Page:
Hong Kong Special Adminstrative Region Chief Executive John Lee Ka-chiu is on the stage at Guoyi Hotel, Beijing, capital of China on March 15, 2023. Lee offered reassurances on March 21, 2023 that the fallout will not affect the SAR in any significant way, in light of the city's resilient banking system and the lender's limited business in the city. (XUE JINGQI / CHINA DAILY)
Hong Kong’s banking system is resilient enough to weather the storm caused by Credit Suisse’s collapse, the government of the Hong Kong Special Administrative Region and industry insiders said. But a local expert has cautioned that any self-fulfilling prophecy could prove crippling to investors’ confidence.
Hong Kong Chief Executive John Lee Ka-chiu offered reassurances on Tuesday that the fallout will not affect the SAR in any significant way, in light of the city’s resilient banking system and the lender’s limited business in the city.
UBS, the Switzerland’s biggest bank, announced it will acquire its crisis-stricken rival for 3 billion Swiss francs ($3.25 billion), in an emergency rescue deal, about 60 percent less than the value of the embattled bank when markets closed on Friday
UBS, the Switzerland’s biggest bank, announced it will acquire its crisis-stricken rival for 3 billion Swiss francs ($3.25 billion), in an emergency rescue deal, about 60 percent less than the value of the embattled bank when markets closed on Friday.
While the collapse of the 166-year-old bank, the second-largest lender in Switzerland and in Asia, has affected financial markets globally, with account holders reportedly withdrawing deposits of more than $10 billion each day over the last week, the implications for Hong Kong are moderate and manageable, Lee said.
“The banking system in Hong Kong is very resilient and properly regulated,” Lee said in response to the merger of UBS and Credit Suisse.
“The size of Credit Suisse’s business and their assets under management in Hong Kong are relatively small. The banking sector is operating smoothly and normally. The liquidity of the market is also very abundant. So, both the Hong Kong Monetary Authority and the Securities and Futures Commission are monitoring the situation closely. We will be managing the risks,” he said.
Acutely aware of the insidious crisis and the panic reverberating through the markets as a result of Credit Suisse’s collapse, Lee insisted that the situation will be kept in check, with the intervention of the Swiss National Bank and other six central banks who “have indicated that they will be providing sufficient US dollar liquidity to the market.”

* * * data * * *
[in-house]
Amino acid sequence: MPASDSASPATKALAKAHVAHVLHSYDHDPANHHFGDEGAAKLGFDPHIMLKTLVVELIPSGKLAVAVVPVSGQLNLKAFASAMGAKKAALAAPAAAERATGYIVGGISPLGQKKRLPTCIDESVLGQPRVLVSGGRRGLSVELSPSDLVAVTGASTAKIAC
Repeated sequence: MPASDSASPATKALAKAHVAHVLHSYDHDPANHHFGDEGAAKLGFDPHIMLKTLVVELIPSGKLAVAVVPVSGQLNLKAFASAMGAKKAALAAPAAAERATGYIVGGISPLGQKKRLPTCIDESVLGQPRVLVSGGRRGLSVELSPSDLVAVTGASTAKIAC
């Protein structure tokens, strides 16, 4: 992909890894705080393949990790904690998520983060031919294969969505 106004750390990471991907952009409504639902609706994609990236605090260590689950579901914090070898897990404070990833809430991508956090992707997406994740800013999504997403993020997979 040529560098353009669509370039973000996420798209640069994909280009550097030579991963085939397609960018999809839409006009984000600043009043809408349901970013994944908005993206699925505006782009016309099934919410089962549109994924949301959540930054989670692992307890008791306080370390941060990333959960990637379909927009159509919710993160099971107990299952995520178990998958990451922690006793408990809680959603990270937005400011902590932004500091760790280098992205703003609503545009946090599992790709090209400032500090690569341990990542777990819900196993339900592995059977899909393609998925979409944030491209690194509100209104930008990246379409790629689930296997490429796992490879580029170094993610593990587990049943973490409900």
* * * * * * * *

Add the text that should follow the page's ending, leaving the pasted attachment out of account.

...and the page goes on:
“We are in regular communication with different authorities around the world. So we will be having first-hand information about the situation of the market … It is important for everybody to know that the adequacy and liquidity level of the Hong Kong financial and banking sectors are very healthy and abundant to be able to handle the pressure in the market,” Lee said.
While Credit Suisse’s operation in Hong Kong is said to be running as normal and it started its investment conference in the city as planned on Tuesday – with no media being invited – its employees are likely to bear the brunt of the bank’s collapse. Credit Suisse employed over 50,000 people globally at the end of 2022 across wealth management, investment banking and asset management operations, with a presence in more than 150 offices in 50 countries.
Even before the forced merger, Credit Suisse was reportedly in the process of slashing 9,000 jobs to survive. The merger will see duplication in the global operations performed by the estimated combined 125,000 staff, many of whom face the prospect of redundancy.
“The exact number of employees at its Hong Kong office is unknown but job cuts are a sure thing,” said Terence Chong Tai-leung, an associate professor at the Chinese University of Hong Kong’s economics department and executive director of the Lau Chor Tak Institute of Global Economics and Finance. However, it won’t be a “tall order for them (the affected workers) to land another job, with their qualifications and experience,” Chong said.
What he’s agonizing over most is the panic caused by the sensational narrative about the bank’s collapse. The anxiety enveloping global banking has led many of the industry’s biggest shareholders to sell their stakes and wealthy clients to withdraw funds.
“Hong Kong has non-substantial exposure to Credit Suisse and the ramifications shall be tolerable and controllable,” Chong said. But, he stressed, the widespread panic creates a sort of self-fulfilling prophecy, which could be the most debilitating. “A rumor or any subsequent hysterical angst could crumble a healthy bank,” Chong said. HSBC suffered a dramatic slump in shares in Credit Suisse, so did Standard Chartered.
So, it’s less about if our banking system is wholesome and robust, and more about if the information is delivered appropriately and whether the response is misplaced or not, Chong suggests.
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